So whenever you see a huge divergence in the behavior of a company's stock and its bonds, keep this study in mind. We're not saying that the bond market doesn't overreact at times... But overall, the bond market is clearly much less jittery than the stock market.
And when a stock has fallen 50% or more, it can be one of the best predictors of a double waiting in the scrap heap.
Porter Stansberry

Further Reading:

With "bounce back" stocks, we don't need a miracle to see big gains. We just need conditions to get slightly better... or as Steve puts it, "less bad." Learn more about how this strategy works right here: This 'Bad to Less Bad' Winner Is up 60%-Plus... And It's Still a 'Buy.'
Recently, Ben Morris revealed another way to hit an "out-of-the-park home run." With the right setup, one type of investment could soar 200% or more. For a step-by-step breakdown, read his two essays here and here.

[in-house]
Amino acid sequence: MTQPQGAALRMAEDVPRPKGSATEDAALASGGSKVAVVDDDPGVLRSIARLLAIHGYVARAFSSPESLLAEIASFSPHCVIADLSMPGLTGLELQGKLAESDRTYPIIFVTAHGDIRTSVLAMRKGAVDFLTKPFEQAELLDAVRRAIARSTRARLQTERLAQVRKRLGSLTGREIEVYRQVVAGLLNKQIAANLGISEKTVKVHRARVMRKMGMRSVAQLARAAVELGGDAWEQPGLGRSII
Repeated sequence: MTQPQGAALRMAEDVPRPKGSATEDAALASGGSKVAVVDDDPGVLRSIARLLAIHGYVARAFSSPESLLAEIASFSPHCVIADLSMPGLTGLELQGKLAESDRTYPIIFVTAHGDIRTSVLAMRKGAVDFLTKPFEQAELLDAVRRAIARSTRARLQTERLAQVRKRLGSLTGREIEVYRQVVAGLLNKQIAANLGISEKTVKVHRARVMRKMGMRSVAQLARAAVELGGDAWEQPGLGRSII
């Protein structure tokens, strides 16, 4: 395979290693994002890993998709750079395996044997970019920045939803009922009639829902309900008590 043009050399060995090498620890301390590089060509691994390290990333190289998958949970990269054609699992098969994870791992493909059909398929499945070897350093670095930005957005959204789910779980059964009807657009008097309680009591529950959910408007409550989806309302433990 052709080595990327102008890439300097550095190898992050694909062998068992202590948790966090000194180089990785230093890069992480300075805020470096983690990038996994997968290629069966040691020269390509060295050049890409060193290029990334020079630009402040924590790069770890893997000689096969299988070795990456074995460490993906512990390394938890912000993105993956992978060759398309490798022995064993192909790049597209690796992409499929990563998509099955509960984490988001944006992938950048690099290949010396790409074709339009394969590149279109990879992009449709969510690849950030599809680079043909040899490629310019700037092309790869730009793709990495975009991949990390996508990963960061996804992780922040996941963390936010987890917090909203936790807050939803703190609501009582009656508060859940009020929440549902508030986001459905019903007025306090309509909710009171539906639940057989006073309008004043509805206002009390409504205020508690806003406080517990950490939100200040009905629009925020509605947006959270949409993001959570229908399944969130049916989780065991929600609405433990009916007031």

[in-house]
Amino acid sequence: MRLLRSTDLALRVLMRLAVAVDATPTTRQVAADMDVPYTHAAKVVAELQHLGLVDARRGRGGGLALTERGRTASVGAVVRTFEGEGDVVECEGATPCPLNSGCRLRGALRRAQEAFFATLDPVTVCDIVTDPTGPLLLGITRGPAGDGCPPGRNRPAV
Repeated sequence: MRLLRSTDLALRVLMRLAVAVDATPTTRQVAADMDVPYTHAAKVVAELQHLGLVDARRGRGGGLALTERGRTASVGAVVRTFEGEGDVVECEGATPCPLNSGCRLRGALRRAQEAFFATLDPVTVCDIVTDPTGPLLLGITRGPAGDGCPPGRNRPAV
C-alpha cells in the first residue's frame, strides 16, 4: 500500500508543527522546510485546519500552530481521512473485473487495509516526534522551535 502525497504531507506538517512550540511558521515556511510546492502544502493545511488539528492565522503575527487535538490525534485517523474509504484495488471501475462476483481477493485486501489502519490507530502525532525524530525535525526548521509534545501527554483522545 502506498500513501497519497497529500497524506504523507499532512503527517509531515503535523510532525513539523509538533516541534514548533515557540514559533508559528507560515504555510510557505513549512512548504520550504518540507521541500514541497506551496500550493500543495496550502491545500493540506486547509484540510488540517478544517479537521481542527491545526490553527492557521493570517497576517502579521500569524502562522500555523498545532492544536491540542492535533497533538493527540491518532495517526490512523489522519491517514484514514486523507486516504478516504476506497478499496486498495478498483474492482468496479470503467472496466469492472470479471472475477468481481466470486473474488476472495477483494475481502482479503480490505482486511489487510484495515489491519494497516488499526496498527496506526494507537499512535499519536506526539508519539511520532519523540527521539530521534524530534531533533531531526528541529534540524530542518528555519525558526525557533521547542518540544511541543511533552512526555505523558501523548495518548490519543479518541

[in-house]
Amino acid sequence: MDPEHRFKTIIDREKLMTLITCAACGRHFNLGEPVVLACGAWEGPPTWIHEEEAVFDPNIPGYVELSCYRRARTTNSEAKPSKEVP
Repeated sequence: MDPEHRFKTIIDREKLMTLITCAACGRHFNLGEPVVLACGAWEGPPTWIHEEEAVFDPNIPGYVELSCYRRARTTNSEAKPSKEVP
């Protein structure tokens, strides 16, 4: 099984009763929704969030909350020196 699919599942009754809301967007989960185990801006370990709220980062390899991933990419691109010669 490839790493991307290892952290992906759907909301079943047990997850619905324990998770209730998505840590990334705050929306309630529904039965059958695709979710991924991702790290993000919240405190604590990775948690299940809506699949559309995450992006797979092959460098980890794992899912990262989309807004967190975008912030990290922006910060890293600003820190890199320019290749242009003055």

Market Notes


Today's chart highlights a "behind the scenes" company riding the e-commerce boom...
E-commerce is rapidly taking over traditional retail market share. In the second quarter, e-commerce sales increased more than 16% from the second quarter of 2016, according to U.S. Census Bureau data. Online businesses are doing well... but so are the "picks and shovels" businesses that support this broader trend.
For proof, we look at shares of Shopify (SHOP), a Canadian company that provides software for online businesses. Its technology helps them process orders and payments, ship products, and manage inventory, among other services. Shopify now has more than 500,000 clients – including a growing roster of major companies like Budweiser brewer Anheuser-Busch InBev (BUD) and media giant the New York Times Company (NYT).
As the chart below shows, Shopify's stock has boomed since it started trading in May 2015. Shares are trading at new all-time highs. E-commerce may be dominating the market – but it can't get far without supporting technology. And this big shift is good news for Shopify...